It's Not What You Say, It's How You Say It
When interviewing think about communicating your point to one person in the listening audience. Imagine that you are in that person’s living room. Try to sound informal, with an intimate one-on-one quality. Talk to the reporter, but don't. You are talking to the public you can't see.
Don’t think of an impersonal “mass” audience. Communicate energy, warmth, and friendliness in verbal elements. Be personable, polite but assertive in tone. Keep sentences brief.
Avoid “uh,” “ok,” "umm," "you know" and other repetitive verbal barriers. It is better to have silence between words.
Control your Speaking Pace. Speaking too quickly will frustrate the audience and convey the impression that you are rushed or uncertain. Vary the pace to keep it interesting.
Vary the Inflection. By emphasizing key words in each sentence, you will vary the up tones and down tones of your delivery. This avoids tedious, monotonous answers.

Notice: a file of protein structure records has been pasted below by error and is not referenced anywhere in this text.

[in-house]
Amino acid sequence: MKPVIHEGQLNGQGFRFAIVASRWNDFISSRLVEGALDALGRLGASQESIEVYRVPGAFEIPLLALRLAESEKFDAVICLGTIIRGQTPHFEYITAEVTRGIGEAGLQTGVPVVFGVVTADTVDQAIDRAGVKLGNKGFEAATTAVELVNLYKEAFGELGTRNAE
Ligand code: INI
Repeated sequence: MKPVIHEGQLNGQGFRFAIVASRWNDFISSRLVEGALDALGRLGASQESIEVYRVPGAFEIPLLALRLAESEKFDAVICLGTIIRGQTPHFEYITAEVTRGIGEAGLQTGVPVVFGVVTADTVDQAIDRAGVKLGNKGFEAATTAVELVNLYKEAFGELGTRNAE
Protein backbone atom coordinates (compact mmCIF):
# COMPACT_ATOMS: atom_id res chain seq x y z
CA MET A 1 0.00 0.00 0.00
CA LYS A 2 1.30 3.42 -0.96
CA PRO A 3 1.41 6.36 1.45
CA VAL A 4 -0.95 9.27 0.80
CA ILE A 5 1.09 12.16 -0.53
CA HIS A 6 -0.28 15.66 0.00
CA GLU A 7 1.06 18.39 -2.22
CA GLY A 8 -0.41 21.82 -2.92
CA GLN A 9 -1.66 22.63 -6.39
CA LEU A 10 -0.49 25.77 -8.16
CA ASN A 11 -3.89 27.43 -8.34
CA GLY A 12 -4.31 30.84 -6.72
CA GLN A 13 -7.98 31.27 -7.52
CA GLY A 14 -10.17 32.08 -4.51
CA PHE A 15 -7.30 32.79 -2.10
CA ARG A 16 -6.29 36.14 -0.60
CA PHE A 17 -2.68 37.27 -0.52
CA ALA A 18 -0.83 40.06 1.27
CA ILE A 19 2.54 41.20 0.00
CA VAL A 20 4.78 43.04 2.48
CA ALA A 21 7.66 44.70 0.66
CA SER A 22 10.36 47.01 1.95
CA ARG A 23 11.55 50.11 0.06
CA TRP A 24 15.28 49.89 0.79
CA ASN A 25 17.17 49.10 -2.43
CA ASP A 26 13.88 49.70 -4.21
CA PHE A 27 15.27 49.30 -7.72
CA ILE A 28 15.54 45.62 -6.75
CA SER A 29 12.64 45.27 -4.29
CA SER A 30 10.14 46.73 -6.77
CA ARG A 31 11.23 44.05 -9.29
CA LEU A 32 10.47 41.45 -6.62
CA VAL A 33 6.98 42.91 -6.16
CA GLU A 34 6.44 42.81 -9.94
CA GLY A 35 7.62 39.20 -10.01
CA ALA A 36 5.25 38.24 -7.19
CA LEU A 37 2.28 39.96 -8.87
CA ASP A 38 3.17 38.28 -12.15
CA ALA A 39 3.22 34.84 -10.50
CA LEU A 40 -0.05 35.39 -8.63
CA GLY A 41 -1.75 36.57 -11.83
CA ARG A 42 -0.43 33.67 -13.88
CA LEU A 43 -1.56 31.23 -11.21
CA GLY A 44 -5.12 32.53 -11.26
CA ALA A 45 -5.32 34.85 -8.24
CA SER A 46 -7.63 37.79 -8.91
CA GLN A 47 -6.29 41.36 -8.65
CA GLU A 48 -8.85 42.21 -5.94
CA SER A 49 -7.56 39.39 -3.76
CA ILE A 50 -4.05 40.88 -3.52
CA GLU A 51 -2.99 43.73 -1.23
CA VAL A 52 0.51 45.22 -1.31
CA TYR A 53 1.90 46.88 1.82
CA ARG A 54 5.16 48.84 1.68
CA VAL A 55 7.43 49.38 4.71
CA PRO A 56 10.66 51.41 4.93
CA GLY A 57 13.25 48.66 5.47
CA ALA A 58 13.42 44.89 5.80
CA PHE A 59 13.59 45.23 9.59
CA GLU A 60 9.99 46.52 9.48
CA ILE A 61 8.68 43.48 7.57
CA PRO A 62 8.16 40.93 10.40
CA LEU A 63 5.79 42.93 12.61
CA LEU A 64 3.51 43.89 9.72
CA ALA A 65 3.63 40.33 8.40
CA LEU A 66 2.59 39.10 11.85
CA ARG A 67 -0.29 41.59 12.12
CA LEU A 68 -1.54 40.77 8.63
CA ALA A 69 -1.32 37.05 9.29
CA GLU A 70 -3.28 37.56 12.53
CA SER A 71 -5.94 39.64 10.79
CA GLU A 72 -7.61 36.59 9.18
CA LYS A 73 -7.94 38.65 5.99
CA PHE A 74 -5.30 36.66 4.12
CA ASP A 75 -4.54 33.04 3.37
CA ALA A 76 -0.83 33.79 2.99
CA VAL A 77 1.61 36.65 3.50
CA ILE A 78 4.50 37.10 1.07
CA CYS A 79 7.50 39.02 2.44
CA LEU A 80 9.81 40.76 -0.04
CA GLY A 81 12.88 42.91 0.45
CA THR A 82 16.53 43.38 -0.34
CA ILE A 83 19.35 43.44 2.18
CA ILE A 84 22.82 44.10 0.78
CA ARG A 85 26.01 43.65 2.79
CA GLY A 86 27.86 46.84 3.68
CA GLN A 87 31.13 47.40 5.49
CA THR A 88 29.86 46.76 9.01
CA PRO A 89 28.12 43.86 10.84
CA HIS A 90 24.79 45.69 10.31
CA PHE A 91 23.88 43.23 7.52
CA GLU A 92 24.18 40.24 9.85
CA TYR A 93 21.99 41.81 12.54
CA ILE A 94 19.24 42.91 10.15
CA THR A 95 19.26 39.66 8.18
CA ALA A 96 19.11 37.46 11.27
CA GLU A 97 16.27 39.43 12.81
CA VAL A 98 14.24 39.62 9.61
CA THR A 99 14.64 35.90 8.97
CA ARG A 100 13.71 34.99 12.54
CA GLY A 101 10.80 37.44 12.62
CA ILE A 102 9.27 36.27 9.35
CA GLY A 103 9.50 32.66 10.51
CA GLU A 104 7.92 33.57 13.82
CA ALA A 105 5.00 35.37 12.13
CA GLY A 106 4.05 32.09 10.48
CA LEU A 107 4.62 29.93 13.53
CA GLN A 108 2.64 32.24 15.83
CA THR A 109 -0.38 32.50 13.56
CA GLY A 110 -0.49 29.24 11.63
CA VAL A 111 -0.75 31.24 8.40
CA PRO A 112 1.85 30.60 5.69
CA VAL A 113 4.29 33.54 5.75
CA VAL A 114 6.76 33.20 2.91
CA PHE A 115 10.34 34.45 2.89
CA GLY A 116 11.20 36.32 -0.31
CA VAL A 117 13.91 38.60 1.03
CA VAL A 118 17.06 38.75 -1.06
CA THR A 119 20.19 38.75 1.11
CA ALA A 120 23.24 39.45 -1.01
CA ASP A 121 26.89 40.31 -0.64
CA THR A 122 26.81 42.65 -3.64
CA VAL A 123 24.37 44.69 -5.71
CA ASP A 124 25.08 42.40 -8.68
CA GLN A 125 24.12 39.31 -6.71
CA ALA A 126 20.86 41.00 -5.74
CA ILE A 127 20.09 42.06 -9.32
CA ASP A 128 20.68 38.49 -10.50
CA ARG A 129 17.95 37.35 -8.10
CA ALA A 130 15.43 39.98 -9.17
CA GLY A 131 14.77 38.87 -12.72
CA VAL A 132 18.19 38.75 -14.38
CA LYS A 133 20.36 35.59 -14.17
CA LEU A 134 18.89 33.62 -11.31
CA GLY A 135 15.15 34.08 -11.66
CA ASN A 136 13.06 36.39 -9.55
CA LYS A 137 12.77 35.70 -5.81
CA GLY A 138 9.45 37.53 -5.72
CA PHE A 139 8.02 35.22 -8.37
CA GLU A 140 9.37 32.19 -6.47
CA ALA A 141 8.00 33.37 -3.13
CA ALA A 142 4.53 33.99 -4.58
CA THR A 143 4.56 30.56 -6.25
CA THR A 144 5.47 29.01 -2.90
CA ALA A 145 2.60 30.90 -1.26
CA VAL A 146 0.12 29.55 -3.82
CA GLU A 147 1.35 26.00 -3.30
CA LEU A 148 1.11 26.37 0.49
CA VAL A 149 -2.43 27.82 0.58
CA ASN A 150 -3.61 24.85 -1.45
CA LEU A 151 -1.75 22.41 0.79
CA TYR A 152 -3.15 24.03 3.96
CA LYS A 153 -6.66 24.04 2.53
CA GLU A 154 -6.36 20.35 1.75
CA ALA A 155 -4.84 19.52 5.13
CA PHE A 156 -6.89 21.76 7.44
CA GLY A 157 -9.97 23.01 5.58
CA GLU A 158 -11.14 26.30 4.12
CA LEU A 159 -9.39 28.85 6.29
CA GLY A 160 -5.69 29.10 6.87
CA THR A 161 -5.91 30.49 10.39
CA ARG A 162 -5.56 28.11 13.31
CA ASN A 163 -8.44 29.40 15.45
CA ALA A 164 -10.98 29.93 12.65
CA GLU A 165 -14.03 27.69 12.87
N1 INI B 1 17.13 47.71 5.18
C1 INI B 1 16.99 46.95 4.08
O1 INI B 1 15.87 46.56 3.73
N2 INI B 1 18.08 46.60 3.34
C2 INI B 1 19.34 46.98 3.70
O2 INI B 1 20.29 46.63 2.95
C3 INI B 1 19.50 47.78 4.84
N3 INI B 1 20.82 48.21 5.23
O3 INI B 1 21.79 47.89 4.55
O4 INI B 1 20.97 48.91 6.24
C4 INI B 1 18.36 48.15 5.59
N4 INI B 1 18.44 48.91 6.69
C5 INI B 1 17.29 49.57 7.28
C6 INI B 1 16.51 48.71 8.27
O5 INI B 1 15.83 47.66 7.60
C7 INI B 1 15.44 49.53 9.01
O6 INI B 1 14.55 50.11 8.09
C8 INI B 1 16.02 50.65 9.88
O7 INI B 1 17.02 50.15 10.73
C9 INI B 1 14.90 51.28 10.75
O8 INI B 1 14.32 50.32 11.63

Pause Occasionally. Pausing before or after key words emphasizes their importance and communicates thoughtfulness.
Keep it Simple and Straightforward. Clear, everyday language is essential to understanding. Avoid jargon, acronyms, “bureaucratese,” $10 words, or a highly technical vocabulary. Don’t bore the audience with run-on or elaborate sentences.
Communicate Energy. Ultimately, it is the energy you project about the subject which the viewers or listeners remember. Don’t let your voice volume peter out at the end of sentences.
Articulate Clearly. Pronounce each word clearly. Don’t slur words. Resist the urge to half-shout into the microphone. Ask if you are being heard.
Don't Interrupt. Don't overlap the interviewer's question. Begin your answer when the reporter is finished asking the question.